Recently, bills were proposed seeking the alteration of the surety bond insurance guidelines in public contracts. Those reforms aim at modifying Law nº 8.666/93, which sets the standards clauses for bids and contracts signed by the Public Administration.
Nowadays, article 56 of the Law nº 8.666/93 defines the surety bond insurance as one of the guarantees that the Public Administration may demand as a condition for signing the agreement, leaving the choice in charge of the contracted party. It also states that the guarantee's value, regardless of its type, cannot exceed 5% of the main contract value, although it may reach up to 10% in major contracts or in those with greater technical complexity.
The Legislative Bill 268/16 intends to alter article 56 in order to make the surety bond insurance mandatory for public contracts (ceasing to be a mere discretionary act of the Public Administration and an option for the contracted part), as well as increasing the limit of coverage to a minimum of 25% up to 100% of the agreement total price. Likewise, it establishes that the Insurer may opt on paying the compensation in cash or performing the object of the main contract by means of a third party, but on its own and full liability, as agreed with the contracting entity.
On the other hand, the Legislative Bill 559/13, through its 66th Amendment, claims to revoke and supersede the existing Law nº 8.666/93. The surety bond insurance would remain as an alternative guarantee, however, the main proposed alterations for the existing system would be the increase of the guarantee value (for any kind) up to 100% in major contracts, and between 10% and 50% to the others. Also, in case the surety bond insurance is chosen, there would be the possibility of demanding the Insurer to take over the contractual obligations itself.
Similarly, there is the Legislative Bill 274/16, which intends to regulate the surety bond insurance for public contracts with values equal to or higher than R$ 10 million. According to this Bill, the surety bond should be mandatory and establish that the insured amount corresponds to 100% of the value of the contract. This Bill provides that the Insurer is a third party with interest in the full execution of the contract, granting the Insurer the power/duty to supervise the contract's execution, certify the compliance of services and deadlines, perform technical and accounting audits and even the duty to initiate ex officio the loss adjustment. The Bill defines a loss either as a breach of contract, in cases of partial or total nonperformance, as well as the non-acceptance of the construction or service by the Public Authorities, in case the execution differs from the agreement provisions.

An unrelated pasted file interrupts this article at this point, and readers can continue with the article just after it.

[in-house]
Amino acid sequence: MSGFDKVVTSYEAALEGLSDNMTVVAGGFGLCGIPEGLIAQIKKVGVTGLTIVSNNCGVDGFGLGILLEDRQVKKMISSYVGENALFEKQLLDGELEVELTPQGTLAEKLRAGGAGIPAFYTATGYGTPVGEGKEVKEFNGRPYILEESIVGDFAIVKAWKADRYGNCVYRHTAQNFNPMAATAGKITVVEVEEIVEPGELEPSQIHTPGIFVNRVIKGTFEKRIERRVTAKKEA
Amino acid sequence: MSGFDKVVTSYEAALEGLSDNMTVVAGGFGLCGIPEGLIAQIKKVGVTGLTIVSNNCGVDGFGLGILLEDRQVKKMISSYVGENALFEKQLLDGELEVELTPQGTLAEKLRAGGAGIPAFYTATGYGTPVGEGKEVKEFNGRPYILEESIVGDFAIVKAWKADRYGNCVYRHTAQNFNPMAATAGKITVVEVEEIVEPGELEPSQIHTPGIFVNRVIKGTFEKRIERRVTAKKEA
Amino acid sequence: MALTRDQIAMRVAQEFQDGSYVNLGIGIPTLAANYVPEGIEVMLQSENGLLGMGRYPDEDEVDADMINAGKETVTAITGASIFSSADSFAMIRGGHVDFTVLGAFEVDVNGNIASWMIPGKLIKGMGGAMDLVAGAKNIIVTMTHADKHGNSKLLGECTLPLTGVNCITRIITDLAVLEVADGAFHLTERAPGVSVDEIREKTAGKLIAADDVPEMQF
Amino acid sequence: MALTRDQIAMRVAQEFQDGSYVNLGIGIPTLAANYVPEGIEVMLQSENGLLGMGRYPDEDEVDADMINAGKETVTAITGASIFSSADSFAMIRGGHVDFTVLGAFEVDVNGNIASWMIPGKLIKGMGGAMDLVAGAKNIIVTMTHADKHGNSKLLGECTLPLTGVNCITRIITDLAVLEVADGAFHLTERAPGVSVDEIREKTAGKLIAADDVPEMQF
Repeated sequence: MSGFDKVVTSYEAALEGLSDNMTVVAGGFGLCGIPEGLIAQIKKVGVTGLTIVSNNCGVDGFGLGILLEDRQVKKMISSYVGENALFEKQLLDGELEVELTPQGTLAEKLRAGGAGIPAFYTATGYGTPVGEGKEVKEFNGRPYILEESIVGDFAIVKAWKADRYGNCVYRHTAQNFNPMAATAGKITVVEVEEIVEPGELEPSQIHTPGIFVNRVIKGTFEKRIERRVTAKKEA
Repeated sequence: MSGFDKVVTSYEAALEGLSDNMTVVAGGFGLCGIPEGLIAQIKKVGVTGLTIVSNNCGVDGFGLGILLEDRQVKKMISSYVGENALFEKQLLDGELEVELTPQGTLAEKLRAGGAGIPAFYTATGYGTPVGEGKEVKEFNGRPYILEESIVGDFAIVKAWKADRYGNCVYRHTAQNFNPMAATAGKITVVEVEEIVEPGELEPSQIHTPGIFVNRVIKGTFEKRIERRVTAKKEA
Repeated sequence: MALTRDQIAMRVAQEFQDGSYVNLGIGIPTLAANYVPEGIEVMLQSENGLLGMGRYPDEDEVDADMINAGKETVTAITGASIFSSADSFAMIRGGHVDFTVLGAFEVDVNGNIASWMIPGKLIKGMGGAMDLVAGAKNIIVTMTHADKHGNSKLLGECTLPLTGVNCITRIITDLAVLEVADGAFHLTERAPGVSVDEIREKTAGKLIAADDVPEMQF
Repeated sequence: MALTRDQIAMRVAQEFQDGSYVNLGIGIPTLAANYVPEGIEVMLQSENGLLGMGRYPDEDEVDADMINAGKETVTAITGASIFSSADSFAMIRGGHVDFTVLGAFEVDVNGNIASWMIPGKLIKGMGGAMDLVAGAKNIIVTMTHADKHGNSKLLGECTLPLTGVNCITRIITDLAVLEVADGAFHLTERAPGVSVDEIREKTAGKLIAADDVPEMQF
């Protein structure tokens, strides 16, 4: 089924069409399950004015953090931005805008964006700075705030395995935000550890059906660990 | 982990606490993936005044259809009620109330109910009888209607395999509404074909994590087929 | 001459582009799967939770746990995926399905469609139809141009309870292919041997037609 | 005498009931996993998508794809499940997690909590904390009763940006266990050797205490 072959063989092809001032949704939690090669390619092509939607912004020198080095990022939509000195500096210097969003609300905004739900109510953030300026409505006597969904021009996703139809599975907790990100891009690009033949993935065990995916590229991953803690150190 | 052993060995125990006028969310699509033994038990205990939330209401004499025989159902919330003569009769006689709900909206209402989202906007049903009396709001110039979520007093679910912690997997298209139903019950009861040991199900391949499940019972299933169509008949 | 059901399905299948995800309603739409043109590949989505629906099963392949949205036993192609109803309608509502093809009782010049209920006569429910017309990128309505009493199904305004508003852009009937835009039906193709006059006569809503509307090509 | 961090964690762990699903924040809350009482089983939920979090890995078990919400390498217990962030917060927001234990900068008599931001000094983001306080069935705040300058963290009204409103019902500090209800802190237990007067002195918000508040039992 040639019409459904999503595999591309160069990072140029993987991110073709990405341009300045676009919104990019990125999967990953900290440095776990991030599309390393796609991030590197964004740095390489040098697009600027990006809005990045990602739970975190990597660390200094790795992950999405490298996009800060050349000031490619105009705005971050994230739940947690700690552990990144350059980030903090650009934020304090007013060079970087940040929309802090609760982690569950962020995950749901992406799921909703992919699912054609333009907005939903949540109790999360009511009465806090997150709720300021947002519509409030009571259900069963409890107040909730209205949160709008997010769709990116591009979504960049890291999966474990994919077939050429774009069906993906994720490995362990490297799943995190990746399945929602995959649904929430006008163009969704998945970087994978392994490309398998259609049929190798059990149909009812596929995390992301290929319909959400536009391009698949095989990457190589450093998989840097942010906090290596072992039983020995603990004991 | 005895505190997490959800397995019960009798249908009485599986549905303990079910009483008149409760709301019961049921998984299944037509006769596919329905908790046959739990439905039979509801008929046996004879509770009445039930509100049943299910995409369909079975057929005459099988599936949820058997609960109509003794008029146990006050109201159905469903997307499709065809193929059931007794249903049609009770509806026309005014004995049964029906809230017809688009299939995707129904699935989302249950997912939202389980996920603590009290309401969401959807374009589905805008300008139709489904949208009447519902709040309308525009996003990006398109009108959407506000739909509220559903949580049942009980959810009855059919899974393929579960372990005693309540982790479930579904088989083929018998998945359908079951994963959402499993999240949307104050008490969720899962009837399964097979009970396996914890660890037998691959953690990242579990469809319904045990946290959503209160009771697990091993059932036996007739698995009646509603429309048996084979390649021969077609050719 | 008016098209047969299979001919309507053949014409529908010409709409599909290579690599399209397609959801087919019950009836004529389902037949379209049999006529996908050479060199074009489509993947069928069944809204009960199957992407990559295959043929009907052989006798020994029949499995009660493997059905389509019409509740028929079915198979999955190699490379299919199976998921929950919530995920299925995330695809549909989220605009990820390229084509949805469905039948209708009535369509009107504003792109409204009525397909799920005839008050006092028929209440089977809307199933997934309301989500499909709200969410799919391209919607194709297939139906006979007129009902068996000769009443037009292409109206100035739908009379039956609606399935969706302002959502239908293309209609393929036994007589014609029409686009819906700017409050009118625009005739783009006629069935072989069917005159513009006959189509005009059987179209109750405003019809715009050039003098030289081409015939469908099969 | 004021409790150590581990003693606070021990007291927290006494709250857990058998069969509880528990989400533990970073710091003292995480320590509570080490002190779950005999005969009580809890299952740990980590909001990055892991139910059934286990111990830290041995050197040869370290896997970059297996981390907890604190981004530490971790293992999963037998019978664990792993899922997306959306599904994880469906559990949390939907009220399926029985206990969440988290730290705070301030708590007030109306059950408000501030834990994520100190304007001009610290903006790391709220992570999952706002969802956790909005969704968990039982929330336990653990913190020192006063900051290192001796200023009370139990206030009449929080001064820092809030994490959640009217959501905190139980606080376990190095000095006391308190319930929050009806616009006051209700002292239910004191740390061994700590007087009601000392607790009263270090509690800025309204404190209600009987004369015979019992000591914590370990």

If the Insurer understands that there is coverage for the loss, it may either contract a third party to conclude the execution of the contract or take over the remaining execution by their own workforce or subcontracted labor, or fund the defaulting Borrower to fulfill the contract within the deadline. The Insurer's conclusion and intended measures must be endorsed by the Insured, otherwise the indemnification shall be paid in cash.
The above three Bills are at the Federal Senate. The 559/13 Bill is at the Special Commission of National Development and the others are still waiting for the Constitution, Justice and Citizenship Commission approval.
There are also other Legislative Bills at the Chamber of Deputies with the same purpose of modifying Article 56 of Law 8.666/93 (Bill 1242/2015, Bill 2391/2015, PL 5536/2015, Bill 5549/2016 and Bill 5830/2016), with similar proposals to those mentioned above, such as: mandatory surety bond insurance in public contracts; increase of the insured amount (up to 30%, 100% or even 120% of the value of the contract); Insurer's inspection and possibility to replace the indemnification payment for the full performance of the contract, on its own liability.
In view of such Bills, the Superintendence of Private Insurance (SUSEP) and other bodies of the Insurance market are analysing the possibility of increasing the insured amount to 30% of the value of the contracts, as well as engaging a dialogue with the Legislative Power, in order to demonstrate some negative effects that their approval, as originally proposed, may provoke on the market.